In a characteristically terse reports, the ever-spotty DigiTimes is backing up recent reports that Apple is readying a plastic 4-inch iPhone with a colorful casing… but also claiming, bizarrely, that Apple doesn’t have much faith that such an iPhone would sell.
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Although it’s been less than a year since it’s debut, and though it was widely criticized at its debut for a beefy $329 price tag and a low-resolution display, the iPad mini has quickly become the one 7-inch tablet to rule them all.
A new supplier report out of Asia puts the iPad mini’s triumph into sharp relief. Not only is the iPad mini pretty much the only 7-inch tablet that isn’t running headfirst down a profitability cliff in a race to crater at the bottom, it’s actually putting iPad sales to the knife.
Apple will be updating its MacBook Air and MacBook Pro line of laptop just in time for Worldwide Developers Conference this June.
Apple is gearing up to send its much-anticipated “iTV” into mass production during the second half of this year, according to sources in the Cupertino company’s supply chain, who have been speaking to DigiTimes. The set will reportedly boast a 4K “Ultra HD” display with a 3840×2160 resolution, and it’ll be controlled by voice and motion.
Digitimes, every Mac lover’s least reputable rumor site, is now saying that Apple has cut its iPad display orders by 50%. You probably shouldn’t read too much into it, though, from the mouth of Tim Cook himself.
Over the weekend, a rumor from overseas claimed that Apple will announce a 4.8-inch iPhone “Math” alongside a 4-inch iPhone 5S. But it didn’t stop there; the same sources also said that a third iPhone model with a 12-megapixel camera is set to debut “before Christmas” this year. Sounds farfetched, to say the least.
What seems like a good bet for Apple’s 2013 iPhone plans is the prospect of a less expensive model geared towards emerging markets like China. According to a new rumor today, Apple is readying two 4-inch iPhones for 2013 with in-cell display technology. But what about the iPhone Math?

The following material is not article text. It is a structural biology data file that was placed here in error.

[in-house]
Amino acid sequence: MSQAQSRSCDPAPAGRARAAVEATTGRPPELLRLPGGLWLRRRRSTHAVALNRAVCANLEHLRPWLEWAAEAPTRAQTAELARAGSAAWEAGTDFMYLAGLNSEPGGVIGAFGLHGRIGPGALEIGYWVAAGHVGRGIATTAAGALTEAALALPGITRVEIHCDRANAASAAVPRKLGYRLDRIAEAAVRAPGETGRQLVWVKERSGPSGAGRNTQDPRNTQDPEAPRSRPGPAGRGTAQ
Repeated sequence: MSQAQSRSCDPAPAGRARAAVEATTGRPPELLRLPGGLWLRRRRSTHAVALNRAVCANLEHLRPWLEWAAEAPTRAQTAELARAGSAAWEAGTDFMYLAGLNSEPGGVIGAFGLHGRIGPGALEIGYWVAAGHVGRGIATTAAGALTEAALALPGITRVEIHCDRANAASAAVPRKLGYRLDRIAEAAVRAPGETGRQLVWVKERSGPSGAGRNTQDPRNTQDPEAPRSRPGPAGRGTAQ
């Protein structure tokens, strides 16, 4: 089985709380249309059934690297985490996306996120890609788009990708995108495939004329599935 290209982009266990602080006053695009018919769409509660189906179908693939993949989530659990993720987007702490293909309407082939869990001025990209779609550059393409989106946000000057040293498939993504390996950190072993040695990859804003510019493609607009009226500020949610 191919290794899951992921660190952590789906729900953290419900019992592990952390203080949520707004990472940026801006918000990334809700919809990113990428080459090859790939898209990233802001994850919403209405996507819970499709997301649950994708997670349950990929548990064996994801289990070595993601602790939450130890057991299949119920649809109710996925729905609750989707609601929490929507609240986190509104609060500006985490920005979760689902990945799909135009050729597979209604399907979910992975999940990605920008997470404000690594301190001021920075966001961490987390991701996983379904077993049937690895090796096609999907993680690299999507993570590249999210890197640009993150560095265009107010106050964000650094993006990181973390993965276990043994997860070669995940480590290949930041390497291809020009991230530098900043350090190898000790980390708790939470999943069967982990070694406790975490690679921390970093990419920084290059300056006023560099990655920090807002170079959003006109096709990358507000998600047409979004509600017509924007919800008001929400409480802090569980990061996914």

Want to know an easy way to predict a new Apple product release? Follow Digitimes‘s winning formula!
When Tim Cook said that Apple would start manufacturing part of its Mac lineup stateside in 2013, many speculated that the Mac Pro would be the most likely candidate. We postulated that the upcoming Mac Pro would make the perfect choice because it is easier to build and doesn’t sell as well as the other Macs. Apple would be able to test a desktop production line in the U.S. with a niche Mac that won’t create huge consumer demand.
According to a new rumor, it will not be the Mac Pro, but instead the Mac mini that gets manufactured in the U.S. next year.
Right now, if Apple sticks with a yearly product release cycle, all of Cupertino’s major products are scheduled to debut next year in October. The iPhone 5S. The iPad mini 2. The iPad 5. New iPod Touch. New iMacs. New MacBooks. All released right before Christmas.
It’s hard to believe that Apple would actually release all of their new products in October next year, though. It not only makes for a boring road map, but it positions all of Apple’s new products during the most expensive holiday of the year: if people want to get, say, a new iPhone and an iPad next year, they might have to choose one or the other, instead of getting both at launch during a more staggered road map.
That’s why there’s something about the latest Digitimes report that makes sense to me: they say the iPhone 5S and next-gen iPad will come out in the middle of next year, or around June or July.
Apple fans have been disappointed that the iPad mini cost $329, while other 7-inch tablets cost significantly less. Phil Schiller defended the price saying consumers will pay for a quality product. He’s right. Apple’s going to sell a gazillion iPad minis, but the reason for it’s higher price tag might have a lot more to do with problems manufacturing the touch screen.
According to Digitimes, Apple’s $329 price tag for the iPad mini is largely due to low yield rates for the device’s GF2 (DITO film) touch screen technology.